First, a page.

Thursday, March 29, 2007
I put together a 12 page booklet of the short story "Being Needed" which was published in the anthology Bluffs in May 2006. If I end up getting a spot at the Friday night mass autographing session, I'll be handing these out for free. The cover photo was one of the author publicity shots that my very talented friend Greg Roberts took for me a couple of years ago.
But why only spread the wealth at WHC? Thus, for my Half Nekkid Thursday pals, I thought I'd offer a special treat. To the first five people who request it and answer a really easy trivia question, I'll ship off an autographed copy of this booklet. To easily get the answer, you can listen to the first few paragraphs of the story and a bit of a "behind the scenes" look at it from Episode One of the Prelude To A Scream Podcast. Right click here to download and listen to the episode. Or click here instead to listen to it online.
There -- easy enough, right? Email me (mark (at) markleslie.ca) with the answer to the question: "What is the name of the main character/narrator in "Being Needed") and a signed special limited edition booklet of the story can be YOURS completely free.
How's that for yet again taking advantage of HNT for a little completely shameless self-promotion?
And for those of you again disappointed that the "Darth Tater" saga hasn't continued this week. I promise, the story isn't over. Oh no, it has JUST BEGUN! I've just taken a short break. (Photoshopping those pictures takes lots of time, you know)
Wednesday, March 28, 2007
Thus, his full name is:
Alexander Leslie Marzanek Lefebvre
This makes filling out ANY official forms (like his birth record, etc) extremely fun. We almost use up every single possible space for his name. And he might be a front-running in any contest involving the greatest number of letters used in his name or in having 3 of the more rare end-of-the-alphabet letters in his name. X, Z, V.
Since I like singing to Alexander (on those occasions when he doesn't put out his hands and say: "Stop singing!!!!") and making up songs, I've enjoyed singing the following to him to the tune of the classic song: "John Jacob Jingleheimer Schmidt."
Alexander Leslie Marzanek LefebvreOf course, this often results in an urgent cry of: "Stop singing!!!!!" from both Alexander and Francine. Just wait until he's a teenager. M'wah hah hah!
His name is hard to spell
Whenever we go out
The people always yell
"Hey it's Alexander Leslie Marzanek Lefebvre"
La la la la la la la . . .
Tuesday, March 27, 2007
Self-preoccupation is a natural part of growing up, and a side-effect of being a teenager. We all felt that the world revolved around us as we were attempting to establish our place in the universe. I suppose now, with blogs and other online communities allowing oneself to assert well beyond our physical environment, it would seem that the narcissism is a little further reaching.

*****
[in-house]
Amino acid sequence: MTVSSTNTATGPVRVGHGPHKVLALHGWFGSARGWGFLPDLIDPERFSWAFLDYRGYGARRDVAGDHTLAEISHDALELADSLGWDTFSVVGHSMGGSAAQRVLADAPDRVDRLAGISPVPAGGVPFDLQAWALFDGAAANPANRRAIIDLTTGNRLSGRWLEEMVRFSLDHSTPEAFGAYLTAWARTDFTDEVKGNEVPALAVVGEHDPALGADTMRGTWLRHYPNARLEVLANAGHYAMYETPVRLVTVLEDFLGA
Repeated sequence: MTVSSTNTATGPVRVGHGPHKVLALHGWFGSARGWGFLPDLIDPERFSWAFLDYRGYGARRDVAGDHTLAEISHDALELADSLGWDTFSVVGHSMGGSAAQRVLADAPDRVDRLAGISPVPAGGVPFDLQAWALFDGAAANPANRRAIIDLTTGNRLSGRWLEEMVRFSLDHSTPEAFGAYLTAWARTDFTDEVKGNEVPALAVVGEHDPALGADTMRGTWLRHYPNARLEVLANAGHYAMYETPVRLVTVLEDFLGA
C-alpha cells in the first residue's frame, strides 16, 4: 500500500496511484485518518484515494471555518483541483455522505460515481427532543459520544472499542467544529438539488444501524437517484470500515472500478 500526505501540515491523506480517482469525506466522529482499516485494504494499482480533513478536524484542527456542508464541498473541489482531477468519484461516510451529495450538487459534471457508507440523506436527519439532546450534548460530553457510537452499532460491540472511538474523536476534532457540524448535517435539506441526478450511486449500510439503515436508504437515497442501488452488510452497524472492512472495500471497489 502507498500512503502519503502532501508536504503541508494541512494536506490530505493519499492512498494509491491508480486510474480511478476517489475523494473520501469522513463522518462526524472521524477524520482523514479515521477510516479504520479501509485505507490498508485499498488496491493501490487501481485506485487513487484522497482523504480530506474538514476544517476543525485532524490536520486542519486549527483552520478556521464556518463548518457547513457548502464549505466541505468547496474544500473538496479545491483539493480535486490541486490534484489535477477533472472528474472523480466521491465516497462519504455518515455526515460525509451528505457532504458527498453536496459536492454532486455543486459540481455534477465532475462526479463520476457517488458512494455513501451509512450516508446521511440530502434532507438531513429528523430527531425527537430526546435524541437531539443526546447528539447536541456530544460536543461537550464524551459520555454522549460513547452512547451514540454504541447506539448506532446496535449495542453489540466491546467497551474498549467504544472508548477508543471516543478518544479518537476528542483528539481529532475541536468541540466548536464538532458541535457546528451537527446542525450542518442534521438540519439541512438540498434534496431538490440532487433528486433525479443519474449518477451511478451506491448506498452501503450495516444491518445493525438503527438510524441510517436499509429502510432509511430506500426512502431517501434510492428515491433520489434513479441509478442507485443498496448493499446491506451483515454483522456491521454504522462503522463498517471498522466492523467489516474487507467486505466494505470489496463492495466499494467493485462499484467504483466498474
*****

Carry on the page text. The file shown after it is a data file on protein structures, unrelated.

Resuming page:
I can certainly sense that our world (not just young people, but all of us) has become a place of "what's in it for me" and selfish tendencies -- evident in the behaviours that are all too common. I like to think it can be simplified into a single symptom: Aggressive drivers cutting people off because their needs and destination are far more important than all the other drivers on the road.
Thus, despite the narcissistic writing on my blog (I like to think that it's really just flexing my creative writing ability, allowing me a chance to practice putting words together to make me a better writer -- but a part of it has to be vanity, too, right?), I try to pause and take time to think about my own fascination with myself, and wonder how often I stop just to listen to what others have to say (ironically, one of the ways I do that is by reading other people's blogs).
I know I make a conscious effort each day to just stop and watch my son while he's playing, or listen to him tell me about the exciting things that happened in his day. Not instruct. Not dictate. Just watch and listen. That listening, that watching warms my heart, makes my day complete.
But I also worry. Because it has been important to Francine and myself to help build his self-confidence, to help him feel good about himself, to feel important. But it's also important to us that he recognizes the importance of strength of character, that one of the greatest ways to feel good about oneself is to help others or strive to make someone else smile. I suppose I'm worrying that I'm not doing enough to support this, that I'm not offering the proper guidance and setting the right example.